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4 Reasons Your Moisturizer Might Not Be The Right One

Curating your skincare routine is a continuous process of searching for the right products to incorporate. Your skincare regimen can be completely different from that of another individual due to numerous factors such as age, skin type, dermatologist advice, preferences, budget, and the like. 

Building A Skincare Routine: The Basics of Moisturizing

The fundamentals of building an effective self-care routine involve these basic products: cleanser, moisturizer, and sun protection. While the use of moisturizers has pretty much been the topic of debates, it’s essential to recognize the role of moisturizers in the skin. 

Moisturizers, creams, or lotions are skincare products that provide hydration and moisture to the skin. These products are designed to penetrate your skin and make it softer, more supple, and more flexible. Some products also coat your skin’s surface.

After cleansing, your face becomes less soft and hydrated as it dries down, a phenomenon called transepidermal water loss (TEWL). In simpler words, water evaporates from your skin, making your face feel dry and rough. By applying a moisturizer on damp skin, the product will penetrate and fill the gaps between microscopic cracks in your skin that cause the said dryness. 

The Reasons

When it comes to moisturizers, the real challenge is in finding the best one for your skin. If your current moisturizer isn’t giving the best results, here are four possible reasons it’s not the right one for you:

1. You’re Paying More Attention To Other Products

It feels fulfilling to take care of your skin, and that’s why some people allot a huge chunk of money to perfecting their skincare routines. If you keep on buying new skincare products, whether a new rejuvenating toner, a tiny, expensive serum; or piles of sheet masks, you should consider changing your priorities. 

Like toners, serums, and sheet masks, these products mentioned are only optional to your routine. So, why not splurge on a luxury face moisturizer instead? This way, you can minimize the steps in your regimen and reduce the possibility of irritation due to using too many products. 

2. Your Moisturizer Isn’t Giving Enough Hydration and Moisture

Moisturizers deliver varying levels of hydration and moisture to your skin. As moisturizers are often used as an umbrella term for moisturizer types like humectants, emollients, and occlusives, it’s worth knowing their differences when choosing the right moisturizer. These products generally fall into two functions: hydrating and moisturizing the skin. 

Humectants are responsible for hydrating the skin by delivering ingredients that attract water from the surroundings and holding them in place. However, as water alone isn’t sufficient to moisturize the skin, it’ll need heavier components such as fats and oils found on emollients and occlusives, which trap water and seal the surface of the skin to prevent TEWL. 

In the same way, your skin also accepts moisturizers in different ways according to your skin type. If your skin is on the drier side, you’ll need more moisture from your product. If your skin is dehydrated, you’ll see more improvements by adding hydration to your routine. It’s crucial to know if your skin is dry or dehydrated as it’ll need different treatments.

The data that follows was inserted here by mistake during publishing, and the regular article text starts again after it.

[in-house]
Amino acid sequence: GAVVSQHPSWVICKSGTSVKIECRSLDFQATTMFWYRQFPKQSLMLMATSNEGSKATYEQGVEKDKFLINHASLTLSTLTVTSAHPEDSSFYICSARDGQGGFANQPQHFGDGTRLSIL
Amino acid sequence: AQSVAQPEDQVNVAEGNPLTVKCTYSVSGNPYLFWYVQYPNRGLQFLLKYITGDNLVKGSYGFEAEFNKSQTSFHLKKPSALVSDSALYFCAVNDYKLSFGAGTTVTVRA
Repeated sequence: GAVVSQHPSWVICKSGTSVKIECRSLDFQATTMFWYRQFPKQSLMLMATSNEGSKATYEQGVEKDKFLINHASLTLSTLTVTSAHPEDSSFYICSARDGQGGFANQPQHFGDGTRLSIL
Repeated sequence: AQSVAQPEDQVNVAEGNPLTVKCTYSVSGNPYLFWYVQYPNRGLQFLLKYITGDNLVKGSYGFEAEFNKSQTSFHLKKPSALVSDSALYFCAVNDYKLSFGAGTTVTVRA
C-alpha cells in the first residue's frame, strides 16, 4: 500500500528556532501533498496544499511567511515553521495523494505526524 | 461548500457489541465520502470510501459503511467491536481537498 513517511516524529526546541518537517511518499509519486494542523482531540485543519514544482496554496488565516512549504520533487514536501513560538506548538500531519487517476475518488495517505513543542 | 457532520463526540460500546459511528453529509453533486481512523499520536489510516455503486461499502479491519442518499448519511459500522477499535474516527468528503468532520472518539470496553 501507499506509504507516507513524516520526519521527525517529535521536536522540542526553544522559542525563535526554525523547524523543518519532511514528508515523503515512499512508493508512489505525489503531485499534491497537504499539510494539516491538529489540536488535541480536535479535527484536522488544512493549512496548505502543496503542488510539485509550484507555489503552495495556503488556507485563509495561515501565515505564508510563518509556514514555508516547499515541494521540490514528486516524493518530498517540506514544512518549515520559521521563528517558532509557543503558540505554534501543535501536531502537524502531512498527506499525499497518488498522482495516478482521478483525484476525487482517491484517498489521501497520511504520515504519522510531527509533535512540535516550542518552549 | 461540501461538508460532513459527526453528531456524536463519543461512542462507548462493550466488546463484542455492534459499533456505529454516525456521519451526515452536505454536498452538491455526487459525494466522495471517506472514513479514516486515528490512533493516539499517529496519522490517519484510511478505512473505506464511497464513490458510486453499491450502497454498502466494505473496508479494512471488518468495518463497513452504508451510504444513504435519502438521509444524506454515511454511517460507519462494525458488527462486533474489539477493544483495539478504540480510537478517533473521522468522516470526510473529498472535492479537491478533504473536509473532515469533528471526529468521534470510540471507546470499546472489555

3. Your Moisturizer Is Too Heavy and Comedogenic

On the other side of the spectrum are people with oily and acne-prone skin. Moisturizers rich in hydrating and moisturizing ingredients are less tolerated by individuals with oily and acne-prone skin types. If your moisturizer is causing clogged pores and acne, this means that it’s too heavy for your skin. 

Here are common pore-clogging moisturizer ingredients that you should stay away from if you’re oily or acne-prone: 

  • Ascorbyl palmitate 
  • Beeswax 
  • Petrolatum 
  • Coconut oil 
  • Acetylated and ethoxylated lanolins
  • Shea butter
  • Sorbitan oleate

Also, pay attention to how much product you’re using. Ideally, a pea-sized amount of moisturizer is enough to cover the entire face. Using more than the recommended amount can also account for clogging your pores. 

Body moisturizers also tend to be too thick and heavy for the face, so keep your face moisturizer separate from your body lotions and creams.

4. The Weather or Climate Doesn’t Suit Your Moisturizer

People located in regions with changing seasons struggle to find their ‘holy grail’ moisturizer. One will need more hydrating and moisturizing products during the colder months to protect their skin from dryness and flaking. On the other hand, thicker moisturizers can be frustrating to apply and wear in the summer. 

Here’s how to choose your moisturizer, depending on your location and environmental conditions: 

  • Cold and dry air: Creams with more oil and less water 
  • Warm and dry air: Gel creams rich in hydration, followed by a good SPF 
  • Warm and humid air: Lighter lotions with more water and less oil 
  • Polluted city air: Moisturizer packed with antioxidant ingredients 
  • Mild weather: A simple, preferred moisturizer 

Final Words

There’s no right or wrong answer when it comes to choosing a moisturizer for your face. A face moisturizer may work for your face, but can cause breakouts to other individuals. At the end of the day, the search for the right moisturizer boils down to the chemistry of your skin with the chemicals, ingredients, and textures of the products. 

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